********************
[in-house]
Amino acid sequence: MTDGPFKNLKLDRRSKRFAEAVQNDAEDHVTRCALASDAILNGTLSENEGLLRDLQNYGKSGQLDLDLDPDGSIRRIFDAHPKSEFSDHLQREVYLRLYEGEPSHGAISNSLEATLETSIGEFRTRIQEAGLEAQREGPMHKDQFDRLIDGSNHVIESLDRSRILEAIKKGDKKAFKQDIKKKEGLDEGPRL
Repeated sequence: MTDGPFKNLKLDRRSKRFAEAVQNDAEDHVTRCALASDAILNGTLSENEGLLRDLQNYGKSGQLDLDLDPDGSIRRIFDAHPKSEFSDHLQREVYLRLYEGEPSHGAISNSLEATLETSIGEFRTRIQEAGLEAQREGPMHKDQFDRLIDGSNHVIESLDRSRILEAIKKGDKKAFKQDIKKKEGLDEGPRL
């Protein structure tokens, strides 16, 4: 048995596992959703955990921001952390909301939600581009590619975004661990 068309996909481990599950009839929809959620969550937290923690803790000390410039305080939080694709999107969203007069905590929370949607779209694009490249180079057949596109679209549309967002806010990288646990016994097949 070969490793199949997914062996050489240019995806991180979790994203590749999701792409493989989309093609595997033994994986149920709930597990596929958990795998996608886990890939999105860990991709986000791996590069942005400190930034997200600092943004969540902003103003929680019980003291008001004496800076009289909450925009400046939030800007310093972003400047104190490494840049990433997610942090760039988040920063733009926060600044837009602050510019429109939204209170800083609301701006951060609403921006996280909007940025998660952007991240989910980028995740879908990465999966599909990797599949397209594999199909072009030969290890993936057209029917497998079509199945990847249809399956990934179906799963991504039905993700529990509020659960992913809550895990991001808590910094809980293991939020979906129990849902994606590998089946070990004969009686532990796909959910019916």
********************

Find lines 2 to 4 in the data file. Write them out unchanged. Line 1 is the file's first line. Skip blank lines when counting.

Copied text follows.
Amino acid sequence: MTDGPFKNLKLDRRSKRFAEAVQNDAEDHVTRCALASDAILNGTLSENEGLLRDLQNYGKSGQLDLDLDPDGSIRRIFDAHPKSEFSDHLQREVYLRLYEGEPSHGAISNSLEATLETSIGEFRTRIQEAGLEAQREGPMHKDQFDRLIDGSNHVIESLDRSRILEAIKKGDKKAFKQDIKKKEGLDEGPRL
Repeated sequence: MTDGPFKNLKLDRRSKRFAEAVQNDAEDHVTRCALASDAILNGTLSENEGLLRDLQNYGKSGQLDLDLDPDGSIRRIFDAHPKSEFSDHLQREVYLRLYEGEPSHGAISNSLEATLETSIGEFRTRIQEAGLEAQREGPMHKDQFDRLIDGSNHVIESLDRSRILEAIKKGDKKAFKQDIKKKEGLDEGPRL
């Protein structure tokens, strides 16, 4: 048995596992959703955990921001952390909301939600581009590619975004661990 068309996909481990599950009839929809959620969550937290923690803790000390410039305080939080694709999107969203007069905590929370949607779209694009490249180079057949596109679209549309967002806010990288646990016994097949 070969490793199949997914062996050489240019995806991180979790994203590749999701792409493989989309093609595997033994994986149920709930597990596929958990795998996608886990890939999105860990991709986000791996590069942005400190930034997200600092943004969540902003103003929680019980003291008001004496800076009289909450925009400046939030800007310093972003400047104190490494840049990433997610942090760039988040920063733009926060600044837009602050510019429109939204209170800083609301701006951060609403921006996280909007940025998660952007991240989910980028995740879908990465999966599909990797599949397209594999199909072009030969290890993936057209029917497998079509199945990847249809399956990934179906799963991504039905993700529990509020659960992913809550895990991001808590910094809980293991939020979906129990849902994606590998089946070990004969009686532990796909959910019916």